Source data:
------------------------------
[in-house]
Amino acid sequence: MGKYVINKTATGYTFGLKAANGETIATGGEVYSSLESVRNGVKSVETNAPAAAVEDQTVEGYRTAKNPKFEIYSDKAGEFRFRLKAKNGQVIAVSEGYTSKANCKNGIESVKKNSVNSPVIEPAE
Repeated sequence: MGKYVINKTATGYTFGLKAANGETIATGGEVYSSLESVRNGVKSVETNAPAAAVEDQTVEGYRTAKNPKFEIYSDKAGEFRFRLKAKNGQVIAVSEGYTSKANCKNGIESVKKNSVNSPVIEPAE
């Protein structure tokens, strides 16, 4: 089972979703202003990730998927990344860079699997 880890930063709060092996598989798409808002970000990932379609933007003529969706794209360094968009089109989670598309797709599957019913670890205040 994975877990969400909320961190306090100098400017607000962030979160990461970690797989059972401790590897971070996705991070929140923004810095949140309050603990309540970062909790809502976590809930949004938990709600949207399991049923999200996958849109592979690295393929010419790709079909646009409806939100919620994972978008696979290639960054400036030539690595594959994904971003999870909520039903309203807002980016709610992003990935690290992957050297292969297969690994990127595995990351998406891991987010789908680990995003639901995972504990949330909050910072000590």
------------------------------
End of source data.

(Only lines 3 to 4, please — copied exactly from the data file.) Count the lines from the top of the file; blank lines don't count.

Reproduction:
Repeated sequence: MGKYVINKTATGYTFGLKAANGETIATGGEVYSSLESVRNGVKSVETNAPAAAVEDQTVEGYRTAKNPKFEIYSDKAGEFRFRLKAKNGQVIAVSEGYTSKANCKNGIESVKKNSVNSPVIEPAE
């Protein structure tokens, strides 16, 4: 089972979703202003990730998927990344860079699997 880890930063709060092996598989798409808002970000990932379609933007003529969706794209360094968009089109989670598309797709599957019913670890205040 994975877990969400909320961190306090100098400017607000962030979160990461970690797989059972401790590897971070996705991070929140923004810095949140309050603990309540970062909790809502976590809930949004938990709600949207399991049923999200996958849109592979690295393929010419790709079909646009409806939100919620994972978008696979290639960054400036030539690595594959994904971003999870909520039903309203807002980016709610992003990935690290992957050297292969297969690994990127595995990351998406891991987010789908680990995003639901995972504990949330909050910072000590």